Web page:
Friday, May 25, 2012
Did Mayor Pawlowski Launder an $8,000 Campaign Donation in 2005?
As most of you know, a person running for office in Pennsylvania is required to file periodic expense reports, listing donors and how the money was spent. The sky's the limit on how much you can raise or spend, but any person or PAC that gives you $50 or more must be identified. This is usually done through a campaign committee.
There's another kind of committee, too, called a Political Action Committee (PAC). This is usually formed by persons who might have a common interest in some issue or who belong to some organization. Periodic expense reports are required from PACs, too.
Despite claims that he's been "totally transparent," Pawlowski has actually run afoul of campaign finance reporting laws at least three times since he was elected mayor in 2005. In 2007, Hizzoner attempted to get away with using campaign funds to pay a $270 fine for a late report. He was ordered him to pay the money out of his own pocket. In 2008, he filed a bogus report, falsely claiming his coffers were empty, when he actually raised $101,599. He was ordered to amend that report, too. In 2009, he listed a $8,000 payment on election day for "miscellaneous canvassers," without bothering to list who they were or where they live. Ordered to do so, we learned that he trolled an Easton homeless shelter for his 26 campaign workers.
Last year, a nonelection year, he raked in over $250,000, and according to The Morning Call, more than $70,000 of that come from donors who have an interest in the Queen City's controversial Neighborhood Improvement Zone (NIZ). I decided it was time to take a closer look at Pawlowski's expense reports, starting in 2005, when he first ran for office.
Unfortunately, I'm still stuck on 2005. It looks like I've found a fourth campaign expense reporting violation. This time, it involves an effort to keep you from learning who gave him $8,000 in the month before the election.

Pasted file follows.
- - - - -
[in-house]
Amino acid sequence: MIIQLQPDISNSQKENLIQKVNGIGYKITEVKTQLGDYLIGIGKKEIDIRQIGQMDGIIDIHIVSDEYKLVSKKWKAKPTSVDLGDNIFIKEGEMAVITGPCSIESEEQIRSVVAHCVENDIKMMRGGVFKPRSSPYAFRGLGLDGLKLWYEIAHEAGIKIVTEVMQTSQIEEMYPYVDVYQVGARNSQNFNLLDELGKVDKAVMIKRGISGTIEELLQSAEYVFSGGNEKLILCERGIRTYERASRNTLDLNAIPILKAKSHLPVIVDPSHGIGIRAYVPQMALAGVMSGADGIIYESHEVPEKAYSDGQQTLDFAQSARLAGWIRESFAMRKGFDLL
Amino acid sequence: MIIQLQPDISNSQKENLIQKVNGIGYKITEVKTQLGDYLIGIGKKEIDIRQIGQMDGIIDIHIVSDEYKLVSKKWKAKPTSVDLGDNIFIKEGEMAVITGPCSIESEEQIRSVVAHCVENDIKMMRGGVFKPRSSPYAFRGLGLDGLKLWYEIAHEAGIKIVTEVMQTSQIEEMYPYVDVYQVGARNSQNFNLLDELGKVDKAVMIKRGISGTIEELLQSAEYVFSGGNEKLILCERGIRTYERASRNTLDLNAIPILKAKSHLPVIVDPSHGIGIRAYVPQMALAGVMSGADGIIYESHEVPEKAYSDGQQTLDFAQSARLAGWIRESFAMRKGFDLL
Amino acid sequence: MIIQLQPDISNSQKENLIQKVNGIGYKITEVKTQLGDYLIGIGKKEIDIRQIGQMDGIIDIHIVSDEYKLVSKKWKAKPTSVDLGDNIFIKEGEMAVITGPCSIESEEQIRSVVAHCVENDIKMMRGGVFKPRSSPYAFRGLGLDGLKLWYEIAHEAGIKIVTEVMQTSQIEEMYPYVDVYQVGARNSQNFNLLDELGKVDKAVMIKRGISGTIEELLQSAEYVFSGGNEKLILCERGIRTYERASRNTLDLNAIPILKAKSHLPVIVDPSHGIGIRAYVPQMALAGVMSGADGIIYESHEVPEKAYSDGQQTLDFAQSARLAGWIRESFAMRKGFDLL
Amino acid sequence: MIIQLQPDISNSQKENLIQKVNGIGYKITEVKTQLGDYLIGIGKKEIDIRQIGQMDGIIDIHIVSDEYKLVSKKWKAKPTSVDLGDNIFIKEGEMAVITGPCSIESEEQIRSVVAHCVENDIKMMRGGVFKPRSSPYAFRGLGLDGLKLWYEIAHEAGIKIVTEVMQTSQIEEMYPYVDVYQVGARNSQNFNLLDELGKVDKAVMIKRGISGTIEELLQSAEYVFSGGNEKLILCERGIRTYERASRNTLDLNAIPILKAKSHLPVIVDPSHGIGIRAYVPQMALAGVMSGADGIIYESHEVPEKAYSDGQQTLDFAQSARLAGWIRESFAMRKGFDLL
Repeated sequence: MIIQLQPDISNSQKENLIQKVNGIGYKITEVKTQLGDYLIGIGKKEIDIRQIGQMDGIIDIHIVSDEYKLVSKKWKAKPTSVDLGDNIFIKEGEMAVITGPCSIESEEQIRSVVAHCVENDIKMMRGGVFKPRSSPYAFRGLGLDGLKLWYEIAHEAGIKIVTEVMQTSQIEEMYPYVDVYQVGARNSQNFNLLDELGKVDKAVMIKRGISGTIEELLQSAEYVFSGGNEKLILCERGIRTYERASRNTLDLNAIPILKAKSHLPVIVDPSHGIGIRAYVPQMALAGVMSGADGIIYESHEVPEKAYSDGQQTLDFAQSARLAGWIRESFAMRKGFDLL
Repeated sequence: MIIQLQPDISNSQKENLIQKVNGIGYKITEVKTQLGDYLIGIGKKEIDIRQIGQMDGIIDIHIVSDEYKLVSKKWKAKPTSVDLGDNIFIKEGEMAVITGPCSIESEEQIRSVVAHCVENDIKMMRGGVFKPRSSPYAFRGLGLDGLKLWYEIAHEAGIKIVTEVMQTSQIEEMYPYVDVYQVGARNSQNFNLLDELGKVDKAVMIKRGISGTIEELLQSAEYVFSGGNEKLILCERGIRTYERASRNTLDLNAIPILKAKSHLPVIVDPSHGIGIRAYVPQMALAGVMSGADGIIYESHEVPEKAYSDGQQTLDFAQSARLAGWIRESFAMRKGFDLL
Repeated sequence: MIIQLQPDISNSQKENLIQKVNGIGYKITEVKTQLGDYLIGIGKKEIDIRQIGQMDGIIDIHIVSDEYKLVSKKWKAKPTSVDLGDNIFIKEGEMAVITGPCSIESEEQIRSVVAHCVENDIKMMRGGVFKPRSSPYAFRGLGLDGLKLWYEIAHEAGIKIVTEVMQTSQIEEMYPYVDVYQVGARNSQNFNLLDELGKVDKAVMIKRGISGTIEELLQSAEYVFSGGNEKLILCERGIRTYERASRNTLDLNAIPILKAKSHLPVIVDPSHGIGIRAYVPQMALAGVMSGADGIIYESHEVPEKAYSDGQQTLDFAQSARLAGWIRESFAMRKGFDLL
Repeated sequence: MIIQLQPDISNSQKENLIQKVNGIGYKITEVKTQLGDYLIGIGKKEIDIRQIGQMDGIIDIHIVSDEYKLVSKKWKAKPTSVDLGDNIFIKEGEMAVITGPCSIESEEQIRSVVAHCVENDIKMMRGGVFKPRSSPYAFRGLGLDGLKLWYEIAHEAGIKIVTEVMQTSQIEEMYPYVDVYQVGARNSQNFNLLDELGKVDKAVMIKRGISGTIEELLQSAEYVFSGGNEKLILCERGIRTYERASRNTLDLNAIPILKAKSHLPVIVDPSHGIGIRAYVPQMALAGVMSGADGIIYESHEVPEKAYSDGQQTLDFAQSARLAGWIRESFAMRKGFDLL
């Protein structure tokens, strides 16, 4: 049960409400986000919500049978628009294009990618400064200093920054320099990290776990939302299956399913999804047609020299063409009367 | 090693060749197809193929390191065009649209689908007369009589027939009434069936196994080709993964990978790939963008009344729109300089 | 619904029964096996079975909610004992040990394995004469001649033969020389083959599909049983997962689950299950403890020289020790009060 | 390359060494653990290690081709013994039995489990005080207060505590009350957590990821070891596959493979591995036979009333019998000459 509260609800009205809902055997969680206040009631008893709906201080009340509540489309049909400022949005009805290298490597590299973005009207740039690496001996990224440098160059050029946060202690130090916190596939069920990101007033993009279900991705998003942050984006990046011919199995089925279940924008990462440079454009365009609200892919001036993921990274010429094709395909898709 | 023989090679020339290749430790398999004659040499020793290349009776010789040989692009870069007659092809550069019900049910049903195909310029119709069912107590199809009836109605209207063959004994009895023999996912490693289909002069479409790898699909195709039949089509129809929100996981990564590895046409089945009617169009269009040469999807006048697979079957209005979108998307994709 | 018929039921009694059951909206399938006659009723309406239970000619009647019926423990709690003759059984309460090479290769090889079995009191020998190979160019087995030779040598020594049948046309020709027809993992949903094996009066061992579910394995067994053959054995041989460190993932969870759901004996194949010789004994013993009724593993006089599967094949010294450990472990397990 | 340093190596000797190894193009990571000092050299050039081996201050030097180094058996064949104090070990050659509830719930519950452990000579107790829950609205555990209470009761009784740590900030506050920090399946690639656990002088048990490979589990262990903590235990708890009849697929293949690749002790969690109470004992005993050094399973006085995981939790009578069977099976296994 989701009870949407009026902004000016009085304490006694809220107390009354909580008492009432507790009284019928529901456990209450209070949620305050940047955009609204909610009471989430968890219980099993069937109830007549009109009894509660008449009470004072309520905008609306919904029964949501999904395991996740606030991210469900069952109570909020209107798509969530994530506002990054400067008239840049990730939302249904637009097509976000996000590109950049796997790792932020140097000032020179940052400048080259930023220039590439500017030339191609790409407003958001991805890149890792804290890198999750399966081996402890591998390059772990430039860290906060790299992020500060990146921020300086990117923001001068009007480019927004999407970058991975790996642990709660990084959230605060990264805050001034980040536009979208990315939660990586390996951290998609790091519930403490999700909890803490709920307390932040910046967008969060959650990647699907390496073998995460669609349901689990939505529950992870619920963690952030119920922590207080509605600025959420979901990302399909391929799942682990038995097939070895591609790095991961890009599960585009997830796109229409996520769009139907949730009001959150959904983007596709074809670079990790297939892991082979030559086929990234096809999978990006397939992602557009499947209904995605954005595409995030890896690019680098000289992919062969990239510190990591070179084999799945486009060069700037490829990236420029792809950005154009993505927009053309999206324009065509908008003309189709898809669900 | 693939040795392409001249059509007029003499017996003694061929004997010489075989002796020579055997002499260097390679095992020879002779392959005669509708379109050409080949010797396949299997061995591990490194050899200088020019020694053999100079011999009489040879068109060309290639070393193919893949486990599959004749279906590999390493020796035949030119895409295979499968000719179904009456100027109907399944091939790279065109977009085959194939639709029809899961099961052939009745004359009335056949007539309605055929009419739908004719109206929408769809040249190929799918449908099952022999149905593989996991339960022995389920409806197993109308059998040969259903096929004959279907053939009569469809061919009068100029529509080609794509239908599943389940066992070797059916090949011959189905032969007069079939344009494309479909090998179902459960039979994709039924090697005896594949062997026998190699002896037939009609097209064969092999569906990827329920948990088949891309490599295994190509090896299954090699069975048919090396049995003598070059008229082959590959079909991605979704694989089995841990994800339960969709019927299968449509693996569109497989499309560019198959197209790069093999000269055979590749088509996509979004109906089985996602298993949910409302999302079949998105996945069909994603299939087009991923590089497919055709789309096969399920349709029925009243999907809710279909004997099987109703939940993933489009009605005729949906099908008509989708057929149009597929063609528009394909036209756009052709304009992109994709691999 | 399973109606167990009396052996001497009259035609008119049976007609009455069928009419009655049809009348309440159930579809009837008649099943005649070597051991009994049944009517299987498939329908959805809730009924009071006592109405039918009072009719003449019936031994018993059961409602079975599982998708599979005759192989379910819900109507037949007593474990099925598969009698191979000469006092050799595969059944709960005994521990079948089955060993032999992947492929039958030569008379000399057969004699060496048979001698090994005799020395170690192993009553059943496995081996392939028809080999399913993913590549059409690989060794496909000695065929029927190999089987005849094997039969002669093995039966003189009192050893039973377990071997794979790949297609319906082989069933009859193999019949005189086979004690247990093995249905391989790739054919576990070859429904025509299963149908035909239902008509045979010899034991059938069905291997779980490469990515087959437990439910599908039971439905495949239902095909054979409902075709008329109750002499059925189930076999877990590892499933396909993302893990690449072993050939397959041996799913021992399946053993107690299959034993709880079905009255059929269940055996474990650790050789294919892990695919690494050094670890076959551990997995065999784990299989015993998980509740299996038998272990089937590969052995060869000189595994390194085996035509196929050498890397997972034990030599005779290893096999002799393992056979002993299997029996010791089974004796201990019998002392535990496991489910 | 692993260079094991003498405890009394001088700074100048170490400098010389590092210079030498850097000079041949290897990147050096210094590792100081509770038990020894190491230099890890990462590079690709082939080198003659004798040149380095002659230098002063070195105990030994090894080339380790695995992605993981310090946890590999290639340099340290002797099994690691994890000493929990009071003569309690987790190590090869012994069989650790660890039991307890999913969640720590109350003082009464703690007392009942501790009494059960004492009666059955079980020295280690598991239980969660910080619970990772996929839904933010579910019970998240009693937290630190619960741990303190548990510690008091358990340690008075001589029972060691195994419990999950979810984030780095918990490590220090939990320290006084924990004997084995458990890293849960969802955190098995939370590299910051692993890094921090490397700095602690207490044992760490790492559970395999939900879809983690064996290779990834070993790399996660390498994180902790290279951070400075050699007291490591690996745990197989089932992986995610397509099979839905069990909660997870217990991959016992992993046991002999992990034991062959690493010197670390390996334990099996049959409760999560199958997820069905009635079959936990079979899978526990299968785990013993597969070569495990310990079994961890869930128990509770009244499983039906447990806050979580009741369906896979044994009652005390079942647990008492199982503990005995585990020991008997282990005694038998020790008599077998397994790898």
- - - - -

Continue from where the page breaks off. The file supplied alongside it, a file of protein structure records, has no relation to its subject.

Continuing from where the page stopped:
Pawlowski's 2005 pre-election expense report reveals that in October 2005, he received checks for $5,000 and $3,000 from a PAC called Latinos for a New Lehigh Valley. So far, so good. That sure is a lot of Latino support. But just who in the Lehigh Valley's Latino community donated $8,000? Where did the PAC get its money? I asked to see its report.
There is none. Despite being registered in Lehigh County as a PAC for many years, Latinos for a New Lehigh Valley filed no campaign finance report at all in 2005. Or 2006. Or ever.
Was it filed in Harrisburg, with the State Bureau of Elections? According to staffers there, no PAC is registered and no report was filed.
So just who is behind this $8,000 donation? Pawlowski's report lists an address for the PAC. I traced it to Julio Guridy, who currently is Allentown's City Council President. But Guridy does not live there. The person who did, at least in 2005, was none other than Edward DeGrace.
In a 2009 Morning Call op-ed, DeGrace is identified as the "former chair of Latinos for a New Lehigh Valley." He failed to file a campaign finance report that would let us follow the money.
DeGrace worked for Pawlowski's 2005 Mayoral campaign. I tried contacting him, but his telephone number has been disconnected.
Do I think he came up with $8,000 for Pawlowski in 2005? People who donate that kind of money usually can keep their phones in service.
So where did the $8,000 come from? The absence of a report tells me that the real source of that money is NOT Lehigh Valley Latinos. I suspect Hizzoner used the Latino group to create the false impression that he is wildly popular among Latinos, and to prevent you from learning the identity of his real donor.
I will continue trying to track down DeGrace, and will ask Mayor Pawlwoski whether he was laundering money in 2005, and whether he still does so.
Noon Update: What does DeGrace Have to Say?
I was able to get his cell phone number, and called him. "I've got nothing to say to you," DeGrace said, and then hung up.